A Freeport family is offering a $5,000 reward to anyone who can help to bring 78-year-old Jamaludeen “Boyie” Wajadali home safely.
Lord Beginner and Lord Kitchener caught the HMT Empire Windrush to London almost 70 years ago in June 1948 with Kitch making a name with his newsreel appearance on arrival, singing London is the Place for Me.
He went on to do an amazing series of calypsoes on the harsh conditions West Indian immigrants faced in London, a tale as potent as Sam Selvon’s The Lonely Londoners. Meanwhile, all of the UK learned of calypso from Beginner’s Cricket, Lovely Cricket in 1951. Other calypsonians followed—Roaring Lion and Mighty Terror among them. But by the early sixties, all four had returned to Trinidad following Independence in 1962. Calypso in Britain seemed almost to go underground.
A recent short book has for the first time offered a history of the only major calypso tent operating in Britain since the Windrush. Calypso in London: 25 Years of the London Calypso Tent by Stephen Spark offers an informative account of the struggles of the art form in London in the past half century. There is an excellent short introduction by John Cowley on the early history of calypso in England. Stephen Spark offers a short but informed report on the struggles of the London tent over the years and a series of brief portraits of all the major participants in the tent.
Most of these calypsonians recorded little if at all and therefore their work remains almost unknown and only a few have ever performed in Trinidad. Lord Cloak, Brown Boy’s brother, was the winner of the annual competition for many years but has only recorded one album and that only in 2016.
De Admiral Jeffrey Hinds, who works as a magistrate in Reading, has also organised a tent in Reading for several years. Sheldon Skeete, who works for the RAF, has been a four time repeat winner in the tent and has been in Trinidad to perform on several occasions.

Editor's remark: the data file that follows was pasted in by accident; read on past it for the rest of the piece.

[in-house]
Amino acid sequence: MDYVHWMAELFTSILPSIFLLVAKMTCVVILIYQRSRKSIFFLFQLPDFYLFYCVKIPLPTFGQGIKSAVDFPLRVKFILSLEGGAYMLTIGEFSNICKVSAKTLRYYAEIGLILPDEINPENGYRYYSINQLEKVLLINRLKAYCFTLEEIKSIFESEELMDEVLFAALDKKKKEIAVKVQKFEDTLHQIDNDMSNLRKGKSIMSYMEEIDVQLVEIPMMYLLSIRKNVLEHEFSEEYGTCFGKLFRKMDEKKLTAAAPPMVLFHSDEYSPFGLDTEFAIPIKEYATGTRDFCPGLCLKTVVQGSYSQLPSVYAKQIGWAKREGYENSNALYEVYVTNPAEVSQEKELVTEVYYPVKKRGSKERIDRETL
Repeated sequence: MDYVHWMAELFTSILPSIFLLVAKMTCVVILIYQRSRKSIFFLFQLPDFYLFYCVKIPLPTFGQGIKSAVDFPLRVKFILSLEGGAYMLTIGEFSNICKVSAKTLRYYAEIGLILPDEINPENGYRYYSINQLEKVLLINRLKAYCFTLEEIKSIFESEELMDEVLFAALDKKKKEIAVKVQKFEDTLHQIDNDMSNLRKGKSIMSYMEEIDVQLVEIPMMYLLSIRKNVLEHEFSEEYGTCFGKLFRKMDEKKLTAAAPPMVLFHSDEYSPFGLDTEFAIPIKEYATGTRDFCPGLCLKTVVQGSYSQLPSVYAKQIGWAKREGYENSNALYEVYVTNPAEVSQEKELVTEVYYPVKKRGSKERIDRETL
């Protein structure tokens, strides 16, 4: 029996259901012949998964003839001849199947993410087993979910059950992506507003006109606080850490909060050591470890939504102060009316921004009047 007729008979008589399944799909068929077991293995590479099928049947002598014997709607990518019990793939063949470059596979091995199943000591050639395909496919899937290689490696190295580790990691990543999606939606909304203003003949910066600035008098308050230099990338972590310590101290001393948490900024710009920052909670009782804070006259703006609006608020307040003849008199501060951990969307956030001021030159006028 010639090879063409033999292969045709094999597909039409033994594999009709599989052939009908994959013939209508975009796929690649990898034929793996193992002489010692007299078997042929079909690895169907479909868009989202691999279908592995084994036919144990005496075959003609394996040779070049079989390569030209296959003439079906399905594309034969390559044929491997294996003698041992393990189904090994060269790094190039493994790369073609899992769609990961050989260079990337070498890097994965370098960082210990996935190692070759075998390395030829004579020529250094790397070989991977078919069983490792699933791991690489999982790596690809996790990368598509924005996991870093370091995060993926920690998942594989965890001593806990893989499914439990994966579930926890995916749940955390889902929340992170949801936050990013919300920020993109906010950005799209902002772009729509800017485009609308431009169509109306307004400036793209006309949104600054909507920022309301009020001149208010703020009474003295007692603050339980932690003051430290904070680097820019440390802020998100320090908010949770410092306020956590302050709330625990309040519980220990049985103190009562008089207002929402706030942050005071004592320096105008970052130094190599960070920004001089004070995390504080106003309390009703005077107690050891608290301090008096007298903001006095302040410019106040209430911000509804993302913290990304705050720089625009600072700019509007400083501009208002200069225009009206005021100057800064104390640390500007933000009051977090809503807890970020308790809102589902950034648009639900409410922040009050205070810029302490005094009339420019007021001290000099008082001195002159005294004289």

In more recent years the London Tent has seen a strong lineup of great female calypsonians like Brown Sugar, Cleopatra, Giselle, Helena B, Nikisha and Wen D. They have been offering a soca night the last few seasons and Santiago (James Walker) has been consistently outstanding. (His younger brother Luke Walker has been a front liner for Shell Invaders for years, also repeatedly winning trophies in the pan category of the biennial T&T Music Festival.)
It was the Association of British Calypsonians run by the late Mighty Tiger (Ashton Moore) who ran the organisation and kept the faith despite struggling times as the financial support from the Arts Council continued to decline.
During the heyday of the 1990s at Yaa Assantewaa, the tent was packed with many London based artists and visiting stars from Trinidad. The tent shifted with the creation of the umbrella organisation Carnival Village to the current venue at the Tabernacle in Notting Hill.
Moore worked hard to try to instill new energy into the tent bringing over the Trinidad junior calypso monarch for many years starting with Kerwin Du Bois and Kizzie Ruiz among others. Later he worked out an exchange scheme with the Canadian calypso association to have a trade of monarchs for their tents.
The tent continues to persevere now under the revamped organisation Association of Calypsonians UK but recently has only been open for four weekends before the start of Notting Hill Carnival at the end of August. The book does not go into the details of the calypsos themselves or offer any lyrics, being only 80 pages in length. Nor does it look at the complexity of the careers of someone like Alexander D Great who may be the UK’s only professional calypsonian.
The last few decades he has been doing many concerts, school and college workshops all over the country, recording a weekly calypso for the BBC over a period of 12 years, a new calypso each week on the latest news, and getting commissions to write calypsos on important personages in the civil rights struggles. He often comes to Trinidad for Carnival and performs at NALIS and other locations.
It does not cover two major London calypsonians from Trinidad who were not part of the London tent scene Tobago Crusoe and D’Alberto. Both have been based in London for decades doing various appearances. The two of them and Alexander have put on a series of popular shows together, some specializing in cricket calypso. Tobago Crusoe was recently featured on the children’s film Paddington where he performed “London is the Place for Me” and other Kitchener classics. He is also featured singing again in Paddington 2, released in 2017.
Besides the ABC tent, a major new force in the London scene is Michael La Rose’s Kaiso Lime, a loose monthly calypso/soca gathering with live musicians running from May to November downstairs at the Tabernacle. To get copies of the book and be informed on the London tent schedule, drop an email to [email protected]
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